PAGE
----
Indianapolis Mayor Joe Hogsett hopes Salesforce’s announcement that it will establish a new headquarters in the Chase Tower in downtown Indianapolis and add 800 jobs shows that the worst of the RFRA backlash may be behind the city. Salesforce had been a vocal critic of the legislation, saying it made the state look non-inclusive and hampered talent attraction efforts. Hogsett says, while he would like to see statewide protections expanded to match the city’s ordinance, he believes the Salesforce expansion shows faith in Indiana’s tech ecosystem.
The cloud technology company plans to begin moving into the tower, which will be rebranded as Salesforce Tower Indianapolis, early next year. Salesforce has more than 20,000 employees worldwide, including more than 1,000 in the Indianapolis area. The company says its new positions will be in business operations and technology development.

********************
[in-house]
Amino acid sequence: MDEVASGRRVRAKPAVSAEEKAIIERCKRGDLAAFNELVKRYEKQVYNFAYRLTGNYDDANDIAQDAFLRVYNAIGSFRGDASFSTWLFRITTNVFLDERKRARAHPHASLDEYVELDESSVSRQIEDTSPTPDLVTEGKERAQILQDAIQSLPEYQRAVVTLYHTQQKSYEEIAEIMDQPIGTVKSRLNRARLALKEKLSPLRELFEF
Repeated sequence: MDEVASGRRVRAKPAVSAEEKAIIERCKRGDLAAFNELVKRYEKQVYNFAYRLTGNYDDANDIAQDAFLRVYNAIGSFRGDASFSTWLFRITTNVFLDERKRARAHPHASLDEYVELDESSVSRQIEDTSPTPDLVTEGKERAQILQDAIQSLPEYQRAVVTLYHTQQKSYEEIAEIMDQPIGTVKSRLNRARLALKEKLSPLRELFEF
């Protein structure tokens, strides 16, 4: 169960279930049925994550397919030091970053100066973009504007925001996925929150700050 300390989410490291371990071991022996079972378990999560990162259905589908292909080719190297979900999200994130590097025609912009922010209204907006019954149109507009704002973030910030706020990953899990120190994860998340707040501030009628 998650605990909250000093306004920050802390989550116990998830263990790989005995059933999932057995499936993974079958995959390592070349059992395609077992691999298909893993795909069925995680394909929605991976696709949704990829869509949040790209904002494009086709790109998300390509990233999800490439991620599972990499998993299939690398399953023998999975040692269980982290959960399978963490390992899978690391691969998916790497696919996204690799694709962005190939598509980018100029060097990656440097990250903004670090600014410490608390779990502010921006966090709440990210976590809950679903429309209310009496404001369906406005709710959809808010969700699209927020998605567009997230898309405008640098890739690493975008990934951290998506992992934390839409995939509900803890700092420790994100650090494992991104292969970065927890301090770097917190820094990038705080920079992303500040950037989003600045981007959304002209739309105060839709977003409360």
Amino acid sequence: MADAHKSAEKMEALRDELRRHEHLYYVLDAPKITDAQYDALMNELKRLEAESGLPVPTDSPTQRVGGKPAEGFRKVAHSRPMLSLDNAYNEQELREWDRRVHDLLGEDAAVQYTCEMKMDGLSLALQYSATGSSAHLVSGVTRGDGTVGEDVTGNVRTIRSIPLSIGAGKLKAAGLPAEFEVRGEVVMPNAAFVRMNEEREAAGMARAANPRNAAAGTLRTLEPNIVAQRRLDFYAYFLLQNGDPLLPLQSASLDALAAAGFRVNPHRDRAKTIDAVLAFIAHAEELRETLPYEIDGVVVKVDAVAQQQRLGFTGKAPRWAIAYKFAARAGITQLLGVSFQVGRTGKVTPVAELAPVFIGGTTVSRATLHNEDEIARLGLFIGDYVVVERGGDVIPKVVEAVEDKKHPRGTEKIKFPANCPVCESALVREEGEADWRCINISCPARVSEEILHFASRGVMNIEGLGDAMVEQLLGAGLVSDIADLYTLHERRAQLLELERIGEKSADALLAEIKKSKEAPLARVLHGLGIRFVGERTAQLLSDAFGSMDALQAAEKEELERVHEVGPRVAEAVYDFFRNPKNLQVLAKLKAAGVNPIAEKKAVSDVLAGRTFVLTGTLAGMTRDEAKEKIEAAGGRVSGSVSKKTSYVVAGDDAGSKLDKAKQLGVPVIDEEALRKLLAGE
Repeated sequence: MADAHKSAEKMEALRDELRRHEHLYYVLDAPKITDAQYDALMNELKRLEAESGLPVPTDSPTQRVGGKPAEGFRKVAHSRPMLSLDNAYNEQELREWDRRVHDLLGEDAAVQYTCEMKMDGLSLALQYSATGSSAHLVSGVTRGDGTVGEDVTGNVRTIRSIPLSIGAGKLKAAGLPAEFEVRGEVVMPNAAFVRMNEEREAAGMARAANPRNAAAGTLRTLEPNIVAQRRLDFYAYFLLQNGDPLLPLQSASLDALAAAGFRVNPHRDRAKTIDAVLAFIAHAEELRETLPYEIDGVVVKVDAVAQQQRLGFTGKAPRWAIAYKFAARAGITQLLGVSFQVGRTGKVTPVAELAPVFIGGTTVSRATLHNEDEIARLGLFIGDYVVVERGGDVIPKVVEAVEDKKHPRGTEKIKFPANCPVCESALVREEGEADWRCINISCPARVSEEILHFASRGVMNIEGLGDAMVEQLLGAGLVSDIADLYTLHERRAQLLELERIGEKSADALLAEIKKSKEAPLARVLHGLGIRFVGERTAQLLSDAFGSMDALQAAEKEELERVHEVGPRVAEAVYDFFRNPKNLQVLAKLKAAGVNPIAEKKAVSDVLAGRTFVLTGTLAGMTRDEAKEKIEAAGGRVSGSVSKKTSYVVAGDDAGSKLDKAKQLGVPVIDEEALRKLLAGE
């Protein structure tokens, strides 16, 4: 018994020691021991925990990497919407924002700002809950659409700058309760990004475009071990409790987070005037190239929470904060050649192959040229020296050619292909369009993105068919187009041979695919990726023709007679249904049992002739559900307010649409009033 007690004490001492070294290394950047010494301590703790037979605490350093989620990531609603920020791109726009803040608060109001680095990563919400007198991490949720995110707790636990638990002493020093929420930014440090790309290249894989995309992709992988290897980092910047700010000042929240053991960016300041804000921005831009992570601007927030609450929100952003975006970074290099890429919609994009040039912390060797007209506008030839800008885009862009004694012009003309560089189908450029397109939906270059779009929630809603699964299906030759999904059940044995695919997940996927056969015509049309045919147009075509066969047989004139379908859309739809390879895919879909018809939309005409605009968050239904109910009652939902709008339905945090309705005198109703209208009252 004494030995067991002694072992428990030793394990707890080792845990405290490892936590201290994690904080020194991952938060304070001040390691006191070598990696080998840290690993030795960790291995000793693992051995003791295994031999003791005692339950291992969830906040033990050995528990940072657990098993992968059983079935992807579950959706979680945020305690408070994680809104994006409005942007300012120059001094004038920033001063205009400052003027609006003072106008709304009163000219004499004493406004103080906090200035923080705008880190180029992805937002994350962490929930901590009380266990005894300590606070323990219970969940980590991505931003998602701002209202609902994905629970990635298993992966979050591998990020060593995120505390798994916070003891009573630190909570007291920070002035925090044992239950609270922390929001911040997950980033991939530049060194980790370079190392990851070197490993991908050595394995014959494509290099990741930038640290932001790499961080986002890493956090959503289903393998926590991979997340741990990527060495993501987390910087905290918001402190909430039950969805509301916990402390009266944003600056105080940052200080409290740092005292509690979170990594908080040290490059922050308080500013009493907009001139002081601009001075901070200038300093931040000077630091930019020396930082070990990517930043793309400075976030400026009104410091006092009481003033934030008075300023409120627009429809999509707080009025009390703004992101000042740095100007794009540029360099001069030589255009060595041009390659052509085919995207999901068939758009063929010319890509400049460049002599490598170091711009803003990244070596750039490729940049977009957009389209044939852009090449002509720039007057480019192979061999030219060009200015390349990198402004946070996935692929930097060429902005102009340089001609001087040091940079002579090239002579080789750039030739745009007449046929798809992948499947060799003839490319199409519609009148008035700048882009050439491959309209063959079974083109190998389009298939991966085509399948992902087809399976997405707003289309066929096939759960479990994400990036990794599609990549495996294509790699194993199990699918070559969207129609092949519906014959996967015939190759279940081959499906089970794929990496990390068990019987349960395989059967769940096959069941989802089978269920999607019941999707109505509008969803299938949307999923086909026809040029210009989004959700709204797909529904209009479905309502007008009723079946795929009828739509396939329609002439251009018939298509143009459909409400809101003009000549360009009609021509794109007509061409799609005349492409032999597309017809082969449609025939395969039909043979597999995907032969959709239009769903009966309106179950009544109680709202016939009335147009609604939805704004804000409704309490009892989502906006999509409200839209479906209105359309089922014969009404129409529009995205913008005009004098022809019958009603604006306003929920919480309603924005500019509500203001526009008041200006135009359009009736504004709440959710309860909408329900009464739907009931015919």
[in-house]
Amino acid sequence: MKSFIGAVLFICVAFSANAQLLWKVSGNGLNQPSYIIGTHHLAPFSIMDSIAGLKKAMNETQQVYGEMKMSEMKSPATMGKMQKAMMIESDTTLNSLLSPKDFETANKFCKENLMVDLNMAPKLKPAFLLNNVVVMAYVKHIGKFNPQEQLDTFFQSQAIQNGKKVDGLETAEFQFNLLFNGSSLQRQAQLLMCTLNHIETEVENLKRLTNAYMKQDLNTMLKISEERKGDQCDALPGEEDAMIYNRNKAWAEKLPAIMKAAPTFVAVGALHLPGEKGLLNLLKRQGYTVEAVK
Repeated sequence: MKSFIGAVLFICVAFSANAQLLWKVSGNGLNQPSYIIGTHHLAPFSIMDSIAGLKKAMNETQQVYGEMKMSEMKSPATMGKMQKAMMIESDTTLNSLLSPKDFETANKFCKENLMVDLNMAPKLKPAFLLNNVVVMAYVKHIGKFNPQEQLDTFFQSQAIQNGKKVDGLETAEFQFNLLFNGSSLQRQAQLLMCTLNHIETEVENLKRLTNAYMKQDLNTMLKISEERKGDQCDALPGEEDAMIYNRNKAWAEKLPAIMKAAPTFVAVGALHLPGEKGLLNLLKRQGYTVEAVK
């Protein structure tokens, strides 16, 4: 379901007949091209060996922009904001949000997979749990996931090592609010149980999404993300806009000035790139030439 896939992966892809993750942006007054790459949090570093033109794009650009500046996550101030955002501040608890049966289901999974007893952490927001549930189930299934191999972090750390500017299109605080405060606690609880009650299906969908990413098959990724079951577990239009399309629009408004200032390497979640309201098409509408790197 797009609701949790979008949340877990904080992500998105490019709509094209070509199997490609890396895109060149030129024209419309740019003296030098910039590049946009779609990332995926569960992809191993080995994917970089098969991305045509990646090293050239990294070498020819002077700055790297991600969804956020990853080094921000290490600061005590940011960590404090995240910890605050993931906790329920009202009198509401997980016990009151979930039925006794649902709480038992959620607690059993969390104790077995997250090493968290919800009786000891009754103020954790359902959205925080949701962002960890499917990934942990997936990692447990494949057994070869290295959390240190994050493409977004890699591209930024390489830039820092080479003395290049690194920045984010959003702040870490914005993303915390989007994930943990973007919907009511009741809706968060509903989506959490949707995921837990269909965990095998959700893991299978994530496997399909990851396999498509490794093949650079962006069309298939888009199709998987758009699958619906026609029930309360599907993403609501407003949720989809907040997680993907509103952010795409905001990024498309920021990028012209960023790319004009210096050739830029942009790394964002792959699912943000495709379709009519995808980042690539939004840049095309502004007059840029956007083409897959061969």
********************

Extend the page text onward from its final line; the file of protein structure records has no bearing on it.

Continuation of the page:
When RFRA originally passed, McCorkle and several other prominent Indiana employers delivered a letter to Governor Mike Pence in opposition. It was signed by leaders including Eli Lilly and Co. Chief Executive Officer John Lechleiter, Angie’s List Inc. CEO Bill Oesterle, Emmis Communications Corp. Chairman and CEO Jeff Smulyan and Anthem Inc. CEO Joe Swedish.
Earlier this year, Visit Indy released a post-RFRA survey on perception of the city. At the time, Vice President Chris Gahl said the results showed "we’ve got our work cut out for us." The study showed only 45 percent of meeting decision makers surveyed agreed with the statement "Indy Welcomes All."